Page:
Gastric Lavage - What size tube?Register Today!
- by JessicaSN Mar 27, '10We don't do gastric lavage very often in my ER, but the doc wanted it done on a young lady recently (swallowed multiple types of meds 30 minutes before arrival). We tried out the "garden hose" tubes without success and ended up placing an 18 French. Unfortunately our ER doesn't have a wide variety of choices - we go from 32 to 28 to 18 and smaller. So my question is....
What is the largest size NG tube you have placed for the specific purpose of doing gastric lavage on an overdose? I'm not talking about NG tubes for suctioning bleeds or bowel obstructions. When you need to lavage to suction out large pieces of pills, what size NG do you use? I'm not taking about OG either
- Mar 27, '10 by LunahRNSheehy's Emergency Nursing: Principles and Practice first mentions that gastric lavage is not recommended in most situations (even for recent pill consumption), and has not demonstrated a clinical benefit. "In fact, only a small percentage of ingested material is retrieved through gastric lavage. Even the widest tube may not accommodate pill clumps, whole tablets, or extremely large fragments."
However, the text says if you're going to do it, use a 36F-40F orogastric tube with a bite block if you suspect there are pill fragments. Anything smaller will probably clog and be useless. I have seen gastric lavage done once in our ED, and that was probably 5 years ago.
- Mar 30, '10 by F.E.R.N.Interesting question...what about NGT size for putting charcoal down an intubated patient? We use the actuall lavage oral kits for true lavage, but we often get orders for charcoal via an NGT. VERY difficult.
- Mar 30, '10 by ThrowEdNursewe only use the full on lavage kits with the built in tubes the size of my fist. But I would think that if you can crush pill fragment small enough to put down an average peg tube, then something similar in size could remove partially digested pill fragment.
- Apr 3, '10 by gardengal1We use the standard lavage kit which comes with a 32 F OG tube. We used to do this a lot but now, with it falling out of favor, I have done this once in the past 4 years. BUT, the charcoal goes down this tube MUCH easier than trying to put any charcoal through any NG tube! I do not know why anyone would think a 32 F could not remove pills or pill fragments - I have seen many pills and pill fragments come back in the return bag when we used to do this. Of course, we have no way of knowing how much of the pills we get back but they were visible in the return fluids.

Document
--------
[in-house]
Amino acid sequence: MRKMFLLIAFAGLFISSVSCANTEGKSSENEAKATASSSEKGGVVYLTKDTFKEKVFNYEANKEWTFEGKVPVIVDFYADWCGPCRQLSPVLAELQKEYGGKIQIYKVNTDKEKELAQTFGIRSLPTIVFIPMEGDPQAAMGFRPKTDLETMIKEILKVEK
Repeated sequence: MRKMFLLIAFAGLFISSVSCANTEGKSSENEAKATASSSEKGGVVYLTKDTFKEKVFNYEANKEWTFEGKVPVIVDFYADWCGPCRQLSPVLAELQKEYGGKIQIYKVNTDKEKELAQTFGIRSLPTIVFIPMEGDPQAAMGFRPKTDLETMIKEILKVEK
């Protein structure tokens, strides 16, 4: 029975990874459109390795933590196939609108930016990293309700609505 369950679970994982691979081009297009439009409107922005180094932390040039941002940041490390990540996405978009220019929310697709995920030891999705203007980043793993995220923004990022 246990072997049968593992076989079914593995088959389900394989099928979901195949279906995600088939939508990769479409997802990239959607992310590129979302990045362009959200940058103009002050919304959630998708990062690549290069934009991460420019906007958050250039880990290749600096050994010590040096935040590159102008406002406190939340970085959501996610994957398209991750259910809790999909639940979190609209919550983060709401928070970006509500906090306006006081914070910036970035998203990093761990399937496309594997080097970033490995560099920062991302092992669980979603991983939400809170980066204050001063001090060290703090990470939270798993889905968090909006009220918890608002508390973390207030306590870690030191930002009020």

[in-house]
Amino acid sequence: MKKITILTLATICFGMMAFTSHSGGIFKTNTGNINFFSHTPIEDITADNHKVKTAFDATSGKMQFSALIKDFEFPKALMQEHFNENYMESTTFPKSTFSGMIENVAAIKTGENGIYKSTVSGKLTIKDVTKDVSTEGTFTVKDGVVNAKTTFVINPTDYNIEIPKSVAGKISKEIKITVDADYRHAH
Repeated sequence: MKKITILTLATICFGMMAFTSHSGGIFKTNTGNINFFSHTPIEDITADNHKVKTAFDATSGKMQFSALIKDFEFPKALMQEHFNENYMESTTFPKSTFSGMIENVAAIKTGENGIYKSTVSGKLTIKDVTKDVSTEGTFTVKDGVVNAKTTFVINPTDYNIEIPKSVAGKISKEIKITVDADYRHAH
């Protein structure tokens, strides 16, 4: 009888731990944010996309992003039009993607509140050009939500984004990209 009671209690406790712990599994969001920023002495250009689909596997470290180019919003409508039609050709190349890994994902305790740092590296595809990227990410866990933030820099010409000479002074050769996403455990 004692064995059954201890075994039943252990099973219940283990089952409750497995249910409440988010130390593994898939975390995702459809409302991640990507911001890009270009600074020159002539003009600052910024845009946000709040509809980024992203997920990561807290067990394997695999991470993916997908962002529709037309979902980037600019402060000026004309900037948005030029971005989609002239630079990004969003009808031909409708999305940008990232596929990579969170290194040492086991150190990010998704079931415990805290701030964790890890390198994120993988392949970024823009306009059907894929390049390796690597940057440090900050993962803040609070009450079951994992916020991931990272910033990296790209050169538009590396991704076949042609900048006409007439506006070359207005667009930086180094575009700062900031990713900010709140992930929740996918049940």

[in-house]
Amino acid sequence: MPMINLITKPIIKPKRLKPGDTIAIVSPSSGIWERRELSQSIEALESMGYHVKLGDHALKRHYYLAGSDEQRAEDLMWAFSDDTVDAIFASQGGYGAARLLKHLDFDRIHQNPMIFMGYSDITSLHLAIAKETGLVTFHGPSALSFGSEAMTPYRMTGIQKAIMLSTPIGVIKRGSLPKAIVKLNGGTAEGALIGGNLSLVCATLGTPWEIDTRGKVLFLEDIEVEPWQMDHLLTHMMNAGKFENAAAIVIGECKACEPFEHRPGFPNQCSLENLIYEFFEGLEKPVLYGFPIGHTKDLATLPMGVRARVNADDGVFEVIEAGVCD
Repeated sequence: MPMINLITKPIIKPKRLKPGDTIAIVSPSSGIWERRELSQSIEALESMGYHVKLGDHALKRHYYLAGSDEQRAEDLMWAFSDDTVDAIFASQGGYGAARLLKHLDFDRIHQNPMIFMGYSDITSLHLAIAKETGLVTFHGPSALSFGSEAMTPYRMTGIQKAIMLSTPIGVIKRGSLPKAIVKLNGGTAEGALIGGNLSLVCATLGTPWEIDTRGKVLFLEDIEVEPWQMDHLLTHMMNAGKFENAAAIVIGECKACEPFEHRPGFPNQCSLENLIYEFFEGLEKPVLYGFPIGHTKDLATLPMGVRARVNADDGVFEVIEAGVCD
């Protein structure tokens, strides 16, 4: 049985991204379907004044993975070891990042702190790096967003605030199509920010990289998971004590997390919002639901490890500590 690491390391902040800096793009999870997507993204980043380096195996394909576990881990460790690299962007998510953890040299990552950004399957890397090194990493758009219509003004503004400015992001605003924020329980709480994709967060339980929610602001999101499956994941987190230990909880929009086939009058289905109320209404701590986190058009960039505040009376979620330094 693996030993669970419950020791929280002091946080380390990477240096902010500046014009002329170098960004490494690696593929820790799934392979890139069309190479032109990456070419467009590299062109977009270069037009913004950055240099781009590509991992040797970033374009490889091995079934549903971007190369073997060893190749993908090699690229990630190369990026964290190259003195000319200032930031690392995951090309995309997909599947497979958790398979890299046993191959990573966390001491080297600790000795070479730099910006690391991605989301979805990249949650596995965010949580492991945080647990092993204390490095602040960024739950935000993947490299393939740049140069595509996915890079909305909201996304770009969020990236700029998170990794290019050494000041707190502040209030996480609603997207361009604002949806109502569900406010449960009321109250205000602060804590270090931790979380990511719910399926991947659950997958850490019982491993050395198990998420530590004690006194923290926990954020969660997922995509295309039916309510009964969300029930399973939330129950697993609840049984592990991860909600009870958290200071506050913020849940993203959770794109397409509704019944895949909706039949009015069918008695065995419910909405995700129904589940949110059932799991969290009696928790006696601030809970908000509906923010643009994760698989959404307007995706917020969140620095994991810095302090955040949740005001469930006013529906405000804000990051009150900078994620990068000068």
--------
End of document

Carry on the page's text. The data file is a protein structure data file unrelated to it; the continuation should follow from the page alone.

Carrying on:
- Apr 3, '10 by Medic2RNI've done gastric lavage three times in the past year using a lavage kit with an OG. Like Gardengal1 stated, the pill fragments came out without any problems and instilling charcoal was easy.
Sorry, I never inserted an NG for this reason.
- Apr 5, '10 by karrncenAs LunahRN stated, lavage is no longer recommended. Even if you retrieve pills and fragments, there is significant risk of trauma to the oropharynx and esophageal mucosa. You will still be administering charcoal and monitoring because there is no way of being certain you will remove all of the ingested material.
- Apr 10, '10 by MassEDQuote from F.E.R.N.it's the worst when you try to thin it ahead of time with some water and when you are pushing it down the NG tube, it squirts back. I learned early on that Charcoal doesn't come out of scrubs.Interesting question...what about NGT size for putting charcoal down an intubated patient? We use the actuall lavage oral kits for true lavage, but we often get orders for charcoal via an NGT. VERY difficult.
- Apr 13, '10 by canoeheadWe used to lavage every OD, just like a reflex. Even if it was 2 pills, or something that would just wear off with time. It was like revenge on the suicidal person. They might come in cooperative, but you could be darn sure we'd make them rue the day. It's such a relief to not have to do that anymore. We'd have five people covered in vomit and charcoal, and a weeping screaming patient, and crying family. Just unbelievable that it wasn't questioned before.